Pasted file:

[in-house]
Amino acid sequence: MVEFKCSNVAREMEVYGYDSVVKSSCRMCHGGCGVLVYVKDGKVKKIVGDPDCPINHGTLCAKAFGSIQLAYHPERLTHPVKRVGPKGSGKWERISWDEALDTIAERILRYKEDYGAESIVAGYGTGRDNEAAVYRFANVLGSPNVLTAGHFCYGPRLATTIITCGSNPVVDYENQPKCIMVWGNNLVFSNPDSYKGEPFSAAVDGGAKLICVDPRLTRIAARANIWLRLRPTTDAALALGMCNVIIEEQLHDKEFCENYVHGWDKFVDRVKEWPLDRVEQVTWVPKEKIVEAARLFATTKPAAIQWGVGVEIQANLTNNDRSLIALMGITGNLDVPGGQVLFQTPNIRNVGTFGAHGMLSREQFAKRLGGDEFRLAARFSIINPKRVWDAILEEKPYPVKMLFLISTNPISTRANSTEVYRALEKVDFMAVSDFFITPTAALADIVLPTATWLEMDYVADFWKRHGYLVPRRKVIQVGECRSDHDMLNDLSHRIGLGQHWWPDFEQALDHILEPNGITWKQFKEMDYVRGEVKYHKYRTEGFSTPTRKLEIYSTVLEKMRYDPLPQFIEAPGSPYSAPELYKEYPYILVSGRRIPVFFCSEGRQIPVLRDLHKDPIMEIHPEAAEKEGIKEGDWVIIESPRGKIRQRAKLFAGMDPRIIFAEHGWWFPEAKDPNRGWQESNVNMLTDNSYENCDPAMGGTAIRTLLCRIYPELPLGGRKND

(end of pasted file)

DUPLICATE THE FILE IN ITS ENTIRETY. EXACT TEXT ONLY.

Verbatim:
[in-house]
Amino acid sequence: MVEFKCSNVAREMEVYGYDSVVKSSCRMCHGGCGVLVYVKDGKVKKIVGDPDCPINHGTLCAKAFGSIQLAYHPERLTHPVKRVGPKGSGKWERISWDEALDTIAERILRYKEDYGAESIVAGYGTGRDNEAAVYRFANVLGSPNVLTAGHFCYGPRLATTIITCGSNPVVDYENQPKCIMVWGNNLVFSNPDSYKGEPFSAAVDGGAKLICVDPRLTRIAARANIWLRLRPTTDAALALGMCNVIIEEQLHDKEFCENYVHGWDKFVDRVKEWPLDRVEQVTWVPKEKIVEAARLFATTKPAAIQWGVGVEIQANLTNNDRSLIALMGITGNLDVPGGQVLFQTPNIRNVGTFGAHGMLSREQFAKRLGGDEFRLAARFSIINPKRVWDAILEEKPYPVKMLFLISTNPISTRANSTEVYRALEKVDFMAVSDFFITPTAALADIVLPTATWLEMDYVADFWKRHGYLVPRRKVIQVGECRSDHDMLNDLSHRIGLGQHWWPDFEQALDHILEPNGITWKQFKEMDYVRGEVKYHKYRTEGFSTPTRKLEIYSTVLEKMRYDPLPQFIEAPGSPYSAPELYKEYPYILVSGRRIPVFFCSEGRQIPVLRDLHKDPIMEIHPEAAEKEGIKEGDWVIIESPRGKIRQRAKLFAGMDPRIIFAEHGWWFPEAKDPNRGWQESNVNMLTDNSYENCDPAMGGTAIRTLLCRIYPELPLGGRKND